US 5576548 A Abstract A wavelet based neural network (WNN) is proposed for image restoration using a nuclear gamma camera. The WNN first segments the image noise from the detected signal using a wavelet or multi-resolution method and then restores the detector resolution using the neural network. An example of methods is described for detecting beta particles (bremsstrahlung radiation) but the proposed WNN can be applied to either the detection of positrons or gamma rays using the gamma camera.
Claims(8) 1. A method of detecting a nuclear image and filtering noise from the detected image, the method including the steps of:
detecting a nuclear image and producing an image signal; storing the image signal; decomposing the image signal based on wavelet transform into a plurality of subimages of different resolution to concentrate image noise in at least one of the subimages and to concentrate the image signal in another of the subimages; selecting dominant subimages based on resolution representative of the nuclear image to eliminate the concentrated noise subimage; restoring the selected dominant subimages to a restored image of improved resolution by a neural network; and reconstructing the selected dominant subimages to a single high resolution image signal. 2. A method as set forth in claim 1 wherein the decomposing is based on wavelet expansion.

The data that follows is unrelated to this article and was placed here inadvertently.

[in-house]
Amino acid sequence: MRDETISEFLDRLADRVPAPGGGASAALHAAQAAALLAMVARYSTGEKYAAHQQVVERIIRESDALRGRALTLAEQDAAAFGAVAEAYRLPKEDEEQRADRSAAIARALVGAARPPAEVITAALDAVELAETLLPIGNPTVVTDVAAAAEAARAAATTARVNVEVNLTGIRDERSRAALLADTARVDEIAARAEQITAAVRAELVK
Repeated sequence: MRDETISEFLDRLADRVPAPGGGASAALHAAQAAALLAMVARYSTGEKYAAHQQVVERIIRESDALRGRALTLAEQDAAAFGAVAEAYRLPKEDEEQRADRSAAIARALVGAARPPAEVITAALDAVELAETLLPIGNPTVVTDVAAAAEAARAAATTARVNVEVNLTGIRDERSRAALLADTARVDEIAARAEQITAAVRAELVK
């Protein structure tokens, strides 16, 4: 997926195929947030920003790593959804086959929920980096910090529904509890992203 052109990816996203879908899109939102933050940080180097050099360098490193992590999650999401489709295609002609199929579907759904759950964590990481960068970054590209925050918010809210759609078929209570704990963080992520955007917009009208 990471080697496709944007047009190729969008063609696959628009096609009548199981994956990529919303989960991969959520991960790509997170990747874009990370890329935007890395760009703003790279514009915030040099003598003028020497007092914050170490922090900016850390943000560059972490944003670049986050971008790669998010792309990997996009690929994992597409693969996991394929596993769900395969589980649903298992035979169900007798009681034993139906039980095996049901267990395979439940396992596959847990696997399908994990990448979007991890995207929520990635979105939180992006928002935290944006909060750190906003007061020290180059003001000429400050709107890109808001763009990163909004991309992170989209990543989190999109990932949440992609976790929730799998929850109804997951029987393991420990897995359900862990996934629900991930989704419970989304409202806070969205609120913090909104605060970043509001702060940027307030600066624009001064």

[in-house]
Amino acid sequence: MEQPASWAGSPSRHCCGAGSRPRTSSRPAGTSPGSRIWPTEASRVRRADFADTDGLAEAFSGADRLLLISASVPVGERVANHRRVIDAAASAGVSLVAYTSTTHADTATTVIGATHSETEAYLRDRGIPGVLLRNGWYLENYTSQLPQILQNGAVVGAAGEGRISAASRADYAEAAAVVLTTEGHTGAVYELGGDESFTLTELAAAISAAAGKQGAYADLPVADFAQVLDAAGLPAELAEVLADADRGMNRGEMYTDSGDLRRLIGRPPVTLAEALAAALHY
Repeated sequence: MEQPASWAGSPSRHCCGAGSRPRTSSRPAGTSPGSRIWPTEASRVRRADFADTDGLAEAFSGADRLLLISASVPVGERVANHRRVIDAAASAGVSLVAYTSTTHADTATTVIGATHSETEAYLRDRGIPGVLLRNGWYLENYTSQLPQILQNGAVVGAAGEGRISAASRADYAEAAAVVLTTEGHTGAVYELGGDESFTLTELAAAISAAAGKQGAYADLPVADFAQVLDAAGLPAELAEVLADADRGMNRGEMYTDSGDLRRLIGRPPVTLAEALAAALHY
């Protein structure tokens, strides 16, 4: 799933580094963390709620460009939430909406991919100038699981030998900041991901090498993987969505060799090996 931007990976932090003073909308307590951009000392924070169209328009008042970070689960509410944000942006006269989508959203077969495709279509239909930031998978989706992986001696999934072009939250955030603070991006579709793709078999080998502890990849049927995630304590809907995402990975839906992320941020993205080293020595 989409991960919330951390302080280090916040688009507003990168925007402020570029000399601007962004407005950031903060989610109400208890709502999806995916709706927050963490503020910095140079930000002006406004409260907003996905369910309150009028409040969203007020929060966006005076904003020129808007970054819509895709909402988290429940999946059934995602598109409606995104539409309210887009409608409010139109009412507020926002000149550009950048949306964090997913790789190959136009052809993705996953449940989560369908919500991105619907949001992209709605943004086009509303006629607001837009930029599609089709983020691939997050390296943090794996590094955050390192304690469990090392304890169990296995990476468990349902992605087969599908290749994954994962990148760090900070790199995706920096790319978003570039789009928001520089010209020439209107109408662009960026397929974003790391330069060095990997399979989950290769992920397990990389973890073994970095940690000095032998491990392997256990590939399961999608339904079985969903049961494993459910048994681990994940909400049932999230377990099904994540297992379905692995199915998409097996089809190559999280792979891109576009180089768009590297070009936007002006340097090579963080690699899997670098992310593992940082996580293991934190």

3. A method as set forth in claim 2 wherein the selection of dominant subimages occurs by selecting low frequencies and resolutions of the subimages as the dominant images while eliminating high frequencies and resolutions containing a concentrated amount of noise.
4. A filter assembly for use with a nuclear detector to received nuclear image signals and to increase resolution thereof while decreasing the amount of noise, said assembly comprising: